In recognition of state Extension Homemakers Club Council’s 100th anniversary, State Rep. Sheilla Lampkin will feature a series of articles about the history of Drew County EHC Council, a service organization that began more than 80 years ago.
The Drew County Extension Homemakers Council is a dedicated service organization that began over 80 years ago in Drew County with local clubs who met in many communities throughout the county. Today there are nine extension homemakers clubs in the county, but in 1956 there were actually 23 active county clubs educating and serving the citizenry.
This week we will begin a miniseries of articles that features the history of Drew County’s current EHC clubs and their roles in the history of the county. However, before we begin to look at the history of each of these EHC clubs, we need to briefly review the group’s organization on the state level. This is a memorable and special year in the history of the organization known today as the Arkansas Extension Homemakers Council because this year, 2012, the Arkansas EHC Council and its long history of service in rural Arkansas will celebrate its first 100 years.
In reality, the events leading up to the organization’s founding began in late 1862. In that year the Morrill Land-Grant Colleges Act established the United States Department of Agriculture and allowed states to fund land grant colleges on federal lands within the state. Thus was born the University of Arkansas.
The Hatch Act of 1887 also appropriated federal funds for experiment stations to conduct agricultural research in America. By 1903 the boll weevil had migrated from Mexico far into Texas and the USDA (United States Department of Agriculture) sent a gentleman named Stephen Knapp to Texas to demonstrate scientific farming practices he had developed in Iowa to combat the crop destroyer.
Knapp set up a successful model farm in Texas and hired 33 special agents to cover the state demonstrating his model and helping farmers there improve their farming techniques. In 1905 one of those agents, J. O. Evans, was named state agent for farm demonstration work in Arkansas and Louisiana through UofA.
By 1908 Arkansas had 7 district agents and 19 county agents working with farmers to improve agricultural practices in Arkansas. By 1912 Arkansas had 36 county agents and the first Corn Club, forerunner of the 4-H clubs, had been formed to introduce better farming practices through children.
The first canning club to demonstrate new canning practices to Arkansans had also been started. That first club was organized in the Mablevale community in Pulaski County by a part time canning agent named Emma Archer. In 1914 she became the first state agent in charge of women’s and girls’ work.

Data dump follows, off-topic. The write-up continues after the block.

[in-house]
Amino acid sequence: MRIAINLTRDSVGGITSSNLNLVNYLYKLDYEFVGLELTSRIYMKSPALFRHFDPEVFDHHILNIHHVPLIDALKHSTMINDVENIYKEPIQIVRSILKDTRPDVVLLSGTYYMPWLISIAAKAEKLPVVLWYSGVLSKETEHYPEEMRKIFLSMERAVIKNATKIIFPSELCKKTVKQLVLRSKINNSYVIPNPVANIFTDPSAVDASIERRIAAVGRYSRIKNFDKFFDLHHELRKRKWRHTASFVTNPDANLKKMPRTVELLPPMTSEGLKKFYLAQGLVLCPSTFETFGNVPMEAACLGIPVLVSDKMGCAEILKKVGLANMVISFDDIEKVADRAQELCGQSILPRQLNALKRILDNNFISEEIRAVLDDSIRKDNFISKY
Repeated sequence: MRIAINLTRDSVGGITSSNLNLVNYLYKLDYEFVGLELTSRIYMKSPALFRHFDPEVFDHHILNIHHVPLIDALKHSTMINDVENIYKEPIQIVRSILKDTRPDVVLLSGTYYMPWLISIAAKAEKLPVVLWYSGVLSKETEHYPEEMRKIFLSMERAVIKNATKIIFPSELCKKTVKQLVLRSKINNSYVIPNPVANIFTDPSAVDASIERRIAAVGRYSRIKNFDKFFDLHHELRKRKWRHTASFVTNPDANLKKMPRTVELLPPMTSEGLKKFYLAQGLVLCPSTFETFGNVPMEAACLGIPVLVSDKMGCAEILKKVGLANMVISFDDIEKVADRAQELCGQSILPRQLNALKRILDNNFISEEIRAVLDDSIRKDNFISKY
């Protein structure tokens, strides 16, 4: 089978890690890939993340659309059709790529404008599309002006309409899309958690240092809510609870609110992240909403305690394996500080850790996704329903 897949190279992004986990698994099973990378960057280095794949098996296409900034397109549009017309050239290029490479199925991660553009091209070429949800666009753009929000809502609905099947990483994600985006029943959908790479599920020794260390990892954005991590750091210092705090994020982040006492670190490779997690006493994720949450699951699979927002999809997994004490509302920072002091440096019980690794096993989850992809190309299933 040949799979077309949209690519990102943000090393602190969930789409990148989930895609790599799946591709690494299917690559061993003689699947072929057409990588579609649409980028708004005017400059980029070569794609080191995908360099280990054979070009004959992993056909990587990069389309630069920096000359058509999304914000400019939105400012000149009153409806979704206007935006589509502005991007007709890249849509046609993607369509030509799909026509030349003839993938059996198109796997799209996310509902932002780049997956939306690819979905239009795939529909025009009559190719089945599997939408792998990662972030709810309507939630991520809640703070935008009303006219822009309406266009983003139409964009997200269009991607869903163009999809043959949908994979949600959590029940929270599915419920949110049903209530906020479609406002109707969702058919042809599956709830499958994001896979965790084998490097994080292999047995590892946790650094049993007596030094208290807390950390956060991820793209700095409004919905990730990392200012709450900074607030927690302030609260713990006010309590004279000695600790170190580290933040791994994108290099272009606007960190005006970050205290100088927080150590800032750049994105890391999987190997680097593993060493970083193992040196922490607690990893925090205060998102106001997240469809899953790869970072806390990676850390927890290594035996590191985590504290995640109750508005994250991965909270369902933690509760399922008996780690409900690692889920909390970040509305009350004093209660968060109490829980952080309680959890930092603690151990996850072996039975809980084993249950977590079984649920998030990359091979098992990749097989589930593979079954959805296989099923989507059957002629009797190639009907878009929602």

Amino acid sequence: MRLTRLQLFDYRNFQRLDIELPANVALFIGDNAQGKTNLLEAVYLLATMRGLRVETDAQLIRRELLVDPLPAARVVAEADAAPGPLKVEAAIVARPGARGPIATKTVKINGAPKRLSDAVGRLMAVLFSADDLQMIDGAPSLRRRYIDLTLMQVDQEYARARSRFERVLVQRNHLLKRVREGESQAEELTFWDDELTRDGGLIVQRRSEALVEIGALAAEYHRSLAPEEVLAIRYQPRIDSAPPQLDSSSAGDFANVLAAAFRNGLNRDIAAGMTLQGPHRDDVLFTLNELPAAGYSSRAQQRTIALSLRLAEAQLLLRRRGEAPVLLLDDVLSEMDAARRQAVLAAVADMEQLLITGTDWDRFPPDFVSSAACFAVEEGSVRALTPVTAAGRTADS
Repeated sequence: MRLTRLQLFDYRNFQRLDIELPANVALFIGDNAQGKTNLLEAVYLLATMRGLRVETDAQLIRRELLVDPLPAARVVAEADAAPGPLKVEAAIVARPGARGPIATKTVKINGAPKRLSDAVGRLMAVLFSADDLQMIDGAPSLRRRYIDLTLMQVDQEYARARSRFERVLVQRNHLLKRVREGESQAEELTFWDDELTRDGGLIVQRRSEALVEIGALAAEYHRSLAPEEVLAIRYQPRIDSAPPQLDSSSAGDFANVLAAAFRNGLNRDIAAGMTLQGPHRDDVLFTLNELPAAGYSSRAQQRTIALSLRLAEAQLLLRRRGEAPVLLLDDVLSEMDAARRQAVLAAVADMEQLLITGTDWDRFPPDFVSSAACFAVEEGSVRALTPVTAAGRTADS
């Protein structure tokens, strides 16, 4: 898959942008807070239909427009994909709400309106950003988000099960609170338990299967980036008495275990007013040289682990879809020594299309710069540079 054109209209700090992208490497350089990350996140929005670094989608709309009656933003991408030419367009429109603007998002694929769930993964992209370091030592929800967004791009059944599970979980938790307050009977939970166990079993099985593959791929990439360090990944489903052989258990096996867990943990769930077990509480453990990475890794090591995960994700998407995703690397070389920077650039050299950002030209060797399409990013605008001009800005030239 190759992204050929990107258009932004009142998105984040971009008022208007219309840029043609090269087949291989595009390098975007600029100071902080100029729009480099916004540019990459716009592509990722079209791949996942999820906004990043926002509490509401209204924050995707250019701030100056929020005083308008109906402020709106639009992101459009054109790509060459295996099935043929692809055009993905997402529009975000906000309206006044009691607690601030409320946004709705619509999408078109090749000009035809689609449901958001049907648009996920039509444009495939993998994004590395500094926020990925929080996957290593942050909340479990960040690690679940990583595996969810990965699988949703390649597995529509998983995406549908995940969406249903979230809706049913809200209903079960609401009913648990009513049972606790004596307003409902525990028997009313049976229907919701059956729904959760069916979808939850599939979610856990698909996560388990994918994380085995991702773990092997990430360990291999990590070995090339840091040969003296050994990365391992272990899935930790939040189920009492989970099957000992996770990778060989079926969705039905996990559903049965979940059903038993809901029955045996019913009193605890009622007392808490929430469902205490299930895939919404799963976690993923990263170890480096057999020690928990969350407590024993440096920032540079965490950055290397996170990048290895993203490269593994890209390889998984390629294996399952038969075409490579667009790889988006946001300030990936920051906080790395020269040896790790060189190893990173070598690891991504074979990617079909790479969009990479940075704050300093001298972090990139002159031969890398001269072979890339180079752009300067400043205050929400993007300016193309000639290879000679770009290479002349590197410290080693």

Out of those “canning clubs” came the Home Demonstration Clubs. The concept grew like wildfire and by 1917 there were 159 such clubs throughout Arkansas.
In August of 1929 the State Council was organized by 125 women representing 27 counties. Mrs. E. L. Salyers of Pulaski County was the first president. The state organization has had several names. The original name, Home Demonstration Clubs, was changed in 1966 to the Arkansas Extension Homemakers Council. Their major focus was food production, food preparation and food preservation.
In 1992 the name became Arkansas Association for Family and Community Education and its primary goal became reaching families and communities with current and needed educational information for rural families. In 1994 the members voted to withdraw from the above national organization and, in 1995, they changed their name back to the Arkansas Extension Homemakers Council. They felt this name better suited their mission of strengthening families through educational and familial pursuits yesterday, today and tomorrow.
The Arkansas Extension Homemakers Council partners with the Cooperative Extension Service and the U of A Division of Agriculture’s adult education program in agricultural and family and consumer sciences. Their goals are adjusted annually to meet specific community needs driven by agricultural issues. The volunteer work of Arkansas’ Extension Homemakers Clubs enhances the lives of ordinary and extraordinary Arkansans today just as it did 100 years ago.